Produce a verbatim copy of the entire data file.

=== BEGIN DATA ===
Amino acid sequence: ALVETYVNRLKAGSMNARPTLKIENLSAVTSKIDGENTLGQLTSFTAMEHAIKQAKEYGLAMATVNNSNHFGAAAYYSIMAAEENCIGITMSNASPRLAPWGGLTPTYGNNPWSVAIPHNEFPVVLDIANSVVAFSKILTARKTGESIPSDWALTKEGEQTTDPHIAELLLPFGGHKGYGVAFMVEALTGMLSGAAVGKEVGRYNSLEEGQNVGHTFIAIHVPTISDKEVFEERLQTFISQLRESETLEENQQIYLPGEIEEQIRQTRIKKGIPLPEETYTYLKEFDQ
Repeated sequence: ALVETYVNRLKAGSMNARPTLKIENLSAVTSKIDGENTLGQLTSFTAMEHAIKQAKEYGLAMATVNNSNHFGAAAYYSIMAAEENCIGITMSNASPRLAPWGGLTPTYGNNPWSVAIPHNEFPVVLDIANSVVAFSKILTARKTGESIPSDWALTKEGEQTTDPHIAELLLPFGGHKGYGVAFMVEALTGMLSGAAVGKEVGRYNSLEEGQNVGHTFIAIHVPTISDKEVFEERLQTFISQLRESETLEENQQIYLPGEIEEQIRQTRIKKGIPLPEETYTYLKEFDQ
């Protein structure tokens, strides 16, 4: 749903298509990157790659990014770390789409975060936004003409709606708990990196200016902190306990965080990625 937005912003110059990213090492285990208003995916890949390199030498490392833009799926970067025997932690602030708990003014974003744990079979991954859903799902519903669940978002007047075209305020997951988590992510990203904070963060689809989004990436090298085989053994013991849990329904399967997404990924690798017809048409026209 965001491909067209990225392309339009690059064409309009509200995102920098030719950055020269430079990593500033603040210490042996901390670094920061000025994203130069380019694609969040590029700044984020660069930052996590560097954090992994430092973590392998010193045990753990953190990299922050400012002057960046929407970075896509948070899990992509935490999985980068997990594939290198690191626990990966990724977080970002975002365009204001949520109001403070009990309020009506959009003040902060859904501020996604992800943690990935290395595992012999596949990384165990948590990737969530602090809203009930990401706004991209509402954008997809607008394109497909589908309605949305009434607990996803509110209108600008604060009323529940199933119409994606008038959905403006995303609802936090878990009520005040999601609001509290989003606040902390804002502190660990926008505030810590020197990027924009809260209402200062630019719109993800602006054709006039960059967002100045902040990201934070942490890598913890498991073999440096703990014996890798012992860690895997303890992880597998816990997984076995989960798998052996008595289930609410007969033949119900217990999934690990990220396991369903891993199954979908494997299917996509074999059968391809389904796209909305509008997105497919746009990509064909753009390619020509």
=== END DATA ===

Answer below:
Amino acid sequence: ALVETYVNRLKAGSMNARPTLKIENLSAVTSKIDGENTLGQLTSFTAMEHAIKQAKEYGLAMATVNNSNHFGAAAYYSIMAAEENCIGITMSNASPRLAPWGGLTPTYGNNPWSVAIPHNEFPVVLDIANSVVAFSKILTARKTGESIPSDWALTKEGEQTTDPHIAELLLPFGGHKGYGVAFMVEALTGMLSGAAVGKEVGRYNSLEEGQNVGHTFIAIHVPTISDKEVFEERLQTFISQLRESETLEENQQIYLPGEIEEQIRQTRIKKGIPLPEETYTYLKEFDQ
Repeated sequence: ALVETYVNRLKAGSMNARPTLKIENLSAVTSKIDGENTLGQLTSFTAMEHAIKQAKEYGLAMATVNNSNHFGAAAYYSIMAAEENCIGITMSNASPRLAPWGGLTPTYGNNPWSVAIPHNEFPVVLDIANSVVAFSKILTARKTGESIPSDWALTKEGEQTTDPHIAELLLPFGGHKGYGVAFMVEALTGMLSGAAVGKEVGRYNSLEEGQNVGHTFIAIHVPTISDKEVFEERLQTFISQLRESETLEENQQIYLPGEIEEQIRQTRIKKGIPLPEETYTYLKEFDQ
């Protein structure tokens, strides 16, 4: 749903298509990157790659990014770390789409975060936004003409709606708990990196200016902190306990965080990625 937005912003110059990213090492285990208003995916890949390199030498490392833009799926970067025997932690602030708990003014974003744990079979991954859903799902519903669940978002007047075209305020997951988590992510990203904070963060689809989004990436090298085989053994013991849990329904399967997404990924690798017809048409026209 965001491909067209990225392309339009690059064409309009509200995102920098030719950055020269430079990593500033603040210490042996901390670094920061000025994203130069380019694609969040590029700044984020660069930052996590560097954090992994430092973590392998010193045990753990953190990299922050400012002057960046929407970075896509948070899990992509935490999985980068997990594939290198690191626990990966990724977080970002975002365009204001949520109001403070009990309020009506959009003040902060859904501020996604992800943690990935290395595992012999596949990384165990948590990737969530602090809203009930990401706004991209509402954008997809607008394109497909589908309605949305009434607990996803509110209108600008604060009323529940199933119409994606008038959905403006995303609802936090878990009520005040999601609001509290989003606040902390804002502190660990926008505030810590020197990027924009809260209402200062630019719109993800602006054709006039960059967002100045902040990201934070942490890598913890498991073999440096703990014996890798012992860690895997303890992880597998816990997984076995989960798998052996008595289930609410007969033949119900217990999934690990990220396991369903891993199954979908494997299917996509074999059968391809389904796209909305509008997105497919746009990509064909753009390619020509």